Xiomara Laugart is a major voice in music. She combines raw and elemental power with soulful interpretation of repertoire—traditional and modern—into a molten mix of volcanic proportions. Her smoldering lyricism enjoys a symbiotic relationship with a tradition of performance and dance that embraces a large set of inimitable traditions influenced mostly by West African and European (especially Spanish) music. Due to the extraordinary nature of most of its genres, Cuban music, like the music of Brasil, is often considered one of the richest and most influential regional musics of the world. And like Elis Regina of Brasil, Xiomara Laugart is among its distinguished protagonists in the tradition. The almost ritualistic exposition of lyrics and music in Afro-centric art is one that precludes syncretism of an unusual sort: that controlled passion deepened by an almost intoxicating wildness should always lie at the heart of the poetics of its music.
Tears and Rumba is a triumph that heralded over three decades ago, when Xiomara Laugart cut her early records, her eponymously-titled debut and shortly thereafter, Fé (Ni un ya no estás). She showed then, that she could sing of the sensuous dance of bodies bronzed by the Caribbean sun with as much facility as she does the swaying of palm trees. Her music can be slow and dignified as well as dynamic and rebellious. At all times she is singularly magnificent, with a certain nobility all her own, as she worships at the altar of originality. She sings with mute sighs and breathy eloquence of lives criss-crossing in the heat of passion. Her lines can float; then bubble and boil as the lyrical narrative turns more urgent. This sudden turn mimics the abrupt changes in rhythm that adorn Afro-Caribbean music. She is an agitator of the senses, drawing the most passionate responses from the elevating balletic tenor of her magnificent vocalastics. This is something that she has so expertly crafted on Tears and Rumba. While virtually every song on the album is a stunning example of the breadth of Ms. Laugart’s vocal range, the most extraordinary are “Las Perlas de Tu Boca,” “Sobre Una Tumba Una Rumba,” “Descarga Xiomara,” and “Reclamo Místico” (both versions).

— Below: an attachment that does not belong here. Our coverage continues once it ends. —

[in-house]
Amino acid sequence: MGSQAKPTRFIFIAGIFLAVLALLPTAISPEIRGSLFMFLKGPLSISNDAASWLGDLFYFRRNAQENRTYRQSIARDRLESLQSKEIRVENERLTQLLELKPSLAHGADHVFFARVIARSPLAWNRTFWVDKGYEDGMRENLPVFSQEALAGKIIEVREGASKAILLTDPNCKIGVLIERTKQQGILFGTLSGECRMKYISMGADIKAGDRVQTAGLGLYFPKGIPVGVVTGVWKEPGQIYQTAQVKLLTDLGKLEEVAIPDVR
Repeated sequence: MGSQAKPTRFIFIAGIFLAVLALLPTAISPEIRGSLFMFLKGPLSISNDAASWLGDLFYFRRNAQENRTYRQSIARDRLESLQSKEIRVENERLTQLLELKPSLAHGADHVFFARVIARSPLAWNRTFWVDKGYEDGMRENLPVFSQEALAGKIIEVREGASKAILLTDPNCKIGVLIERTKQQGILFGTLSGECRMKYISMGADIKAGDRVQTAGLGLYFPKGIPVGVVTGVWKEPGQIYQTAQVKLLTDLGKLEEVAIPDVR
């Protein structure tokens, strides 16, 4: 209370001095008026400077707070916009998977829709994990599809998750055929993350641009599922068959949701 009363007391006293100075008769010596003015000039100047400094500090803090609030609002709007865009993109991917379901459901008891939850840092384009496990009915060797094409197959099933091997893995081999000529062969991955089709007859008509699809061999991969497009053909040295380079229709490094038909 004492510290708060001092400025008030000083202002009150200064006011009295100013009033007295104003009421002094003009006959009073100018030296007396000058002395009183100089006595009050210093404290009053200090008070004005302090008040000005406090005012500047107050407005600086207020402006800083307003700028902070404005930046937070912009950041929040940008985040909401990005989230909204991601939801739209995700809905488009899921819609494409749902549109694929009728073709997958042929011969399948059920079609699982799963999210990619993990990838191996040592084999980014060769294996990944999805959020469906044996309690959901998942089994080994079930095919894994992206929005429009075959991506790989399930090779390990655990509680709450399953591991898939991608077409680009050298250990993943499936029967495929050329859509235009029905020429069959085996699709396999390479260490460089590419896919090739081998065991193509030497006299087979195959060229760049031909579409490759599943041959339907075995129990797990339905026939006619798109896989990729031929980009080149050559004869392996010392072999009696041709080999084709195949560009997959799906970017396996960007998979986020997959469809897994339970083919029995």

Productions values are paramount on any recording. This also is a masterly triumph. The inclusion of bassist Yunior Terry, guitarist and tresero Román Lajara and the percussionist, Luisito Quintero contribute in no small measure to this. Mr. Terry’s muscular intonation and beautiful woody sound is a perfect foil for M. Laugart’s vocals. At times the two conjure up the visage of a pair of dancers; a male bass absolutely besotted by a female agent provocateur enticing its partner to commit rash acts of passion. The guitarist too is entranced by Ms. Laugart and in the ensuing musical riot manages to insert himself into this ménage-à-trois. Nobody has a greater hand in this than Alex Tosca, Ms. Laugart’s talented son and the musical director arranger and producer of note on this. He and Executive Producer David Chesky, whose remarkable audiophile label produces extraordinary recordings have contrived to make this a most desirable in their catalogue, one to absolutely die for.
Track List: Las Perlas de Tu Boca; Sobre Una Tumba Una Rumba; Sitiera; Nadie Se Salva de la Rumba; Reclamo Místico; Juramento; La Mujer de Antonio; Y Tú Que Has Hecho; Ausencia; Descarga Xiomara; Reclamo Místico (alternate).
Personnel: Xiomara Laugart: lead vocals; Axel Tosca Laugart: musical director, arrangements, vocals, clave; Román Lajara: guitar, tres; Luisito Quintero: congas, percussion; Yunior Terry: bass; Javier Porta: flute, vocals; Gerardo Contino: vocals.
Label: Chesky Records
Release date: January 2015
Buy music on: amazon
About Xiomara Laugart: Xiomara Laugart is Cuban. This alone makes her a competitor in the music industry. She was born with a fusion of rhythms in her veins. Moreover, Ms. Laugart is a “Guantanamera,” also the name of a quintessential Cuban folk song. Guantánamo is the easternmost province in Cuba, where even the palm trees sing and dance. At the age of 15 she began her career. Soon thereafter, her voice was considered a true prodigy that allowed her to perform the most diverse genres. She performed several different expressions of traditional and contemporary Cuban music. Read more…